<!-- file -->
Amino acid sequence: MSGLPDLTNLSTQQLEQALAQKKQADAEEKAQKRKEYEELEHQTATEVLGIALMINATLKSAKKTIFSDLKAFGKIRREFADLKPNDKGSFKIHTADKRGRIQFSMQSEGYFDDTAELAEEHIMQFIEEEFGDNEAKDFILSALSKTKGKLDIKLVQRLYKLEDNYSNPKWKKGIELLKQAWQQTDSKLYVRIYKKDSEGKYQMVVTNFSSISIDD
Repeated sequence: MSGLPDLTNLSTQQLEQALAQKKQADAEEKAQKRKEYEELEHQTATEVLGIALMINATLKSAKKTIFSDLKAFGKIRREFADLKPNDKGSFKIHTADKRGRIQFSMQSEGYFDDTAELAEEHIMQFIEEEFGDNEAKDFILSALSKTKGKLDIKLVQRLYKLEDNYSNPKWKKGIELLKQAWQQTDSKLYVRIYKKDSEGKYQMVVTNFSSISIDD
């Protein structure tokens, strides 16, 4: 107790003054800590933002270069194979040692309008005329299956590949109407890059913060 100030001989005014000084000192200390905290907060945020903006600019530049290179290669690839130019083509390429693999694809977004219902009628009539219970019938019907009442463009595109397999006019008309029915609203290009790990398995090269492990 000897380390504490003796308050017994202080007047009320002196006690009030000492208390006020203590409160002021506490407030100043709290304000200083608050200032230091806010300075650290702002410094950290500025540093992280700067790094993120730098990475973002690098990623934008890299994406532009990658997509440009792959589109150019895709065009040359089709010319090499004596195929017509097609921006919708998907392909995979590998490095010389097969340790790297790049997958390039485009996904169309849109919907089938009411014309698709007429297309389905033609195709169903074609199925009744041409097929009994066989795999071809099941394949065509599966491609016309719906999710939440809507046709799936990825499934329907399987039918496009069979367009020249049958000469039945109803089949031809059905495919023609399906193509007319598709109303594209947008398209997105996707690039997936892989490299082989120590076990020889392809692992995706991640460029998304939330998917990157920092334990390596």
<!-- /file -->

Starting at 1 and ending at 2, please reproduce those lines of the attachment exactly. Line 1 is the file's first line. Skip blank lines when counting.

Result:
Amino acid sequence: MSGLPDLTNLSTQQLEQALAQKKQADAEEKAQKRKEYEELEHQTATEVLGIALMINATLKSAKKTIFSDLKAFGKIRREFADLKPNDKGSFKIHTADKRGRIQFSMQSEGYFDDTAELAEEHIMQFIEEEFGDNEAKDFILSALSKTKGKLDIKLVQRLYKLEDNYSNPKWKKGIELLKQAWQQTDSKLYVRIYKKDSEGKYQMVVTNFSSISIDD
Repeated sequence: MSGLPDLTNLSTQQLEQALAQKKQADAEEKAQKRKEYEELEHQTATEVLGIALMINATLKSAKKTIFSDLKAFGKIRREFADLKPNDKGSFKIHTADKRGRIQFSMQSEGYFDDTAELAEEHIMQFIEEEFGDNEAKDFILSALSKTKGKLDIKLVQRLYKLEDNYSNPKWKKGIELLKQAWQQTDSKLYVRIYKKDSEGKYQMVVTNFSSISIDD